I appreciated all of the good comments on yesterday’s post. I encourage you to go back and read some of the input. Very helpful!
As I promised, below are some of the bullets I’ve come up with as an initial attempt to offer examples of how Jesus was more unhurried than even His contemporaries.
- Jesus spent the entire night in prayer before He chose His twelve disciples. I don’t know whether this was a common practice for rabbis in His day. My recollection is that most rabbi’s waited for disciples to come to them (but I could be wrong here).
- Jesus often withdrew to lonely places and prayed. (Luke 5:16 )
- At the Spirit’s leading, He began His ministry with forty days in the wilderness. And this after waiting until thirty to begin His ministry.
- His brothers were impatient for Him to publicize His ministry, but He had an unhurried sense of God’s timing for Him. (John 7:4-6)
- James and John wanted to call down fire from heaven on the Samaritan village that didn’t welcome Jesus, but He rebuked their rush to judgment. (Luke 9:52-56)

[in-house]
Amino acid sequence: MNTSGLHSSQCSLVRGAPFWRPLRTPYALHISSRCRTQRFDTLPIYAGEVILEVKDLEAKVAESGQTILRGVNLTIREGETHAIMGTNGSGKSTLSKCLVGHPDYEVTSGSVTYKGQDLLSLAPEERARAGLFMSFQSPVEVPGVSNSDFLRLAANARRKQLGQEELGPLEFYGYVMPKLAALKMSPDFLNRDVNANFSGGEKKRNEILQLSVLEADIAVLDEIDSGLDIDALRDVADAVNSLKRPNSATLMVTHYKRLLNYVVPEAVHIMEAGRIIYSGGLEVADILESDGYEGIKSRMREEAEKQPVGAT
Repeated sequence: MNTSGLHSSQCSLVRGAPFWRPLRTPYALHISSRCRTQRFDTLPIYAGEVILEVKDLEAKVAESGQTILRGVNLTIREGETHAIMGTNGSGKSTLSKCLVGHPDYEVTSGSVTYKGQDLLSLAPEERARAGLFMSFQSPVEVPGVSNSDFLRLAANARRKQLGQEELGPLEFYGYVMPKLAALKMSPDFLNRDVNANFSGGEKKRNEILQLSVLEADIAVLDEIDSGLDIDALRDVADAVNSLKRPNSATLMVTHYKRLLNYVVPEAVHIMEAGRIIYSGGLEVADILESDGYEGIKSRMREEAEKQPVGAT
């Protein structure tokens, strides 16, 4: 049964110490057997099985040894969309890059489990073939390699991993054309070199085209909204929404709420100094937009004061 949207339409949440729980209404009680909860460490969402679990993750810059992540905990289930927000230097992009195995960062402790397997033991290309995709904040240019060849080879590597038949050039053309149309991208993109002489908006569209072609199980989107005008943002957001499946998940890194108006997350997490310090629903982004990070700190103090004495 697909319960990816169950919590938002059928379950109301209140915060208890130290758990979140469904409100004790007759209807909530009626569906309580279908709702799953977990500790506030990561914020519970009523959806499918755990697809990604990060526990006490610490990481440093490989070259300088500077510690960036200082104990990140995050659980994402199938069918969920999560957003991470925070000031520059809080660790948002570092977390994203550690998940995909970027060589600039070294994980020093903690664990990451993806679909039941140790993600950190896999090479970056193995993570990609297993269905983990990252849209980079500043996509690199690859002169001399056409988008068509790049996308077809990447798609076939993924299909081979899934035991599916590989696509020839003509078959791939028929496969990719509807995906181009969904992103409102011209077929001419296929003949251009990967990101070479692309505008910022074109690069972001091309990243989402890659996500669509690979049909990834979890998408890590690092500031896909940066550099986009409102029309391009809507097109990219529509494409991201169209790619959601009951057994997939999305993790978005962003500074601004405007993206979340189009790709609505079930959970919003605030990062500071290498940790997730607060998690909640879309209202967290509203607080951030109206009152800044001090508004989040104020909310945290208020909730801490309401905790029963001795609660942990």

- One could say that Jesus was trying to slow His disciples down when they came back from a ministry trip wanting to talk about their experiences of spiritual power, while Jesus wanted them to be more excited about the profound gift of having a place in heaven (Luke 10:19-20).
- There an unhurried sense of timing in how Jesus stops to speak with the woman who had been bleeding for twelve years who found healing in touching the edge of His cloak. He was on the way to heal a synagogue leader’s daughter who dies because of His unhurried sense of timing. Sometimes Jesus unhurried timing is puzzling to us in the moment. (It doesn’t hurt that He is so in tune with the Father that He is able to heal her).
- Mary and Martha (and perhaps His followers) are frustrated and even angered by Jesus’ delayed response to the urgent news about His good friend Lazarus’ serious illness. (John 11:1-44)
Thank you again for your interaction. It helps me immensely in this process. The lines I included in my draft of chapter 1 ended up being:
“After waiting thirty years to begin his ministry, his first ministry act is to follow the Spirit into forty-days in the wilderness. His own brothers urged Him to do some publicity if he wanted to be a public figure, but Jesus didn’t bite (John 7:4-6). He seemed frustratingly unhurried on his way to heal the synagogue official’s daughter (Mark 5:22-43) and to visit his sick friend, Lazarus, who dies in Jesus’ two-day delay (John 11:1-43). His sense of timing often puzzled those around Him.”